"Kisses in Tokyo" Ad For The Ili Translation Device Romanticizes Sexual Harassment In The Creepiest Way Possible — VIDEO
It's less than two weeks into 2016, and there's already a new crop of sexist ad campaigns rising to take the place of those that horrified us throughout 2015. Today's edition is brought to you by Ili's "Kisses in Tokyo" ad, which has come under fire for what many say is a tone-deaf depiction of sexual harassment at best and a perpetuation of rape culture at worst.
Let's get this out of the way first: The product itself is the coolest thing to come out this year, hands down. Created by tech company Logbar, Ili is a wearable translator for English, Chinese, and Japanese, with more languages to come in the future. According to the Daily Dot, it can translate over 10,000 words and phrases without Wi-Fi or any data usage, and it's so small you can wear it around your neck. Basically, it's our first step towards Star Trek 's universal translator, which would normally be enough to get the denizens of the Internet (including myself) all in a tizzy about The Future.
Unfortunately, the ad accompanying the product is so obnoxiously sexist that it overpowers the product it's trying to sell. The commercial features a British man wandering around Tokyo, using the translator to try and convince random women to kiss him. It's pretty much the definition of sexual harassment, but the video seems to imply that because the harasser is young, blond, and hot, he's really doing the women a favor by wanting to kiss them.
In a turn of events that will shock exactly no one save for the minds behind the video, the women disagreed. Who wouldn't be taken aback by a random man — no matter how attractively dimpled — interrupting their daily business to try and stick his tongue down their throat? Furthermore, this is especially invasive in Japan, where public displays of affection are largely frowned upon. Although the model insists that kissing is "very normal in the U.K.," that doesn't change the fact that for the women he's harassing, such a request is an enormous invasion of personal space.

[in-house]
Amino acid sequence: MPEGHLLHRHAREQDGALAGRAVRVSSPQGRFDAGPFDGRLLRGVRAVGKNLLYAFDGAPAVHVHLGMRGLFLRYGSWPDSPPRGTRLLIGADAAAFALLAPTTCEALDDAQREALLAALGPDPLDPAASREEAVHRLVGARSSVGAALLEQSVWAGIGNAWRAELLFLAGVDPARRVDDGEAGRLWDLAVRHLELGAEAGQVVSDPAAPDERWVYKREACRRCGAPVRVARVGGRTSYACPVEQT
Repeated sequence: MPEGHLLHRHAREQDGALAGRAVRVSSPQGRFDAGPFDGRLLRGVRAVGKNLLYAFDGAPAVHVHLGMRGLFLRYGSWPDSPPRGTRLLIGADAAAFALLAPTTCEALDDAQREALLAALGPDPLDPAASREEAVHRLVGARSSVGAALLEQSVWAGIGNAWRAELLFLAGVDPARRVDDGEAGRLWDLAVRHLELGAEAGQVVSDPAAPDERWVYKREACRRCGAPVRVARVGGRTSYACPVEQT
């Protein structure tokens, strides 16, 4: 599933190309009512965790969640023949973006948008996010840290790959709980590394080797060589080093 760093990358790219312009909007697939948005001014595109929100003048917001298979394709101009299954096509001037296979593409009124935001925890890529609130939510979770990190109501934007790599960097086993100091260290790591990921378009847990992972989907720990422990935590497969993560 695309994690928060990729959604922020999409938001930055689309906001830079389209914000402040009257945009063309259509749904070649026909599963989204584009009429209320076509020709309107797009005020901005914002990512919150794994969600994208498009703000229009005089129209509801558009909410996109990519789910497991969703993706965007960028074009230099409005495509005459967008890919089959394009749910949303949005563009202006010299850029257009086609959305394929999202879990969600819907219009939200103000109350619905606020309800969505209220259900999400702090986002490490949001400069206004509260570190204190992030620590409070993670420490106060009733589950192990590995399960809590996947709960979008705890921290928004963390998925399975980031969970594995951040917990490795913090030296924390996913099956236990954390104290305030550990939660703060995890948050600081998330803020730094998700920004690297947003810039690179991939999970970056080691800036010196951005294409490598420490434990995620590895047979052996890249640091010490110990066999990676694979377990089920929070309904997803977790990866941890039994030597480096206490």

Some women giggle awkwardly and shuffle away, but others are clearly threatened by his harassment: At one point, he literally chases someone through a park, and at another, a woman hits him with her purse, rips her arm out of his grasp, and stalks away. Although the video presents the undertaking as a bit of fun, it's clear that the women in the video aren't in on the joke — and, in fact, that it's not a joke to begin with.
After all, only men have the luxury of interacting with strangers without worrying for their safety. To someone who isn't subject to regular street harassment, asking for a kiss might seem flirty and fun, but a woman who has experienced the effects of rape culture from birth knows the same act could be a prelude to something much worse. In fact, statistically, it very likely will be.
Even setting aside the possibility of sexual assault, asking to kiss a total stranger is sexual harassment, pure and simple. "Kisses in Tokyo" is a perfect illustration of how women are objectified even today: We aren't people, we're playthings for men to harass every time we go out in public. It takes a very particular sense of male entitlement to walk up to a stranger, interrupt her time with friends (or commute to work, or trip to the grocery store), and expect her to be so enthralled by your manliness that she drops everything to make out with you instead of, say, hitting you with her purse and running away. The idea that women are just waiting for men to sweep them of their feet isn't just infuriating; it takes away our agency in our own lives.
The question, of course, is why sexist ads like "Kisses in Tokyo" keep popping up, even though the companies behind them frequently draw the ire of the Internet. The full answer is beyond the scope of this article, but it boils down two things: First, any publicity is good publicity. Second, they're mere extensions of the patriarchal society we live in. It's doubtful that any marketing executives sit down with the intention of creating a sexist commercial; instead, they're just basing them on traditional gender norms that ultimately perpetuate the patriarchy.
Of course, that doesn't make "Kisses in Tokyo" any less creepy. If you want to get your feminist blood pumping, check out the video below:
Images: ili/YouTube (3)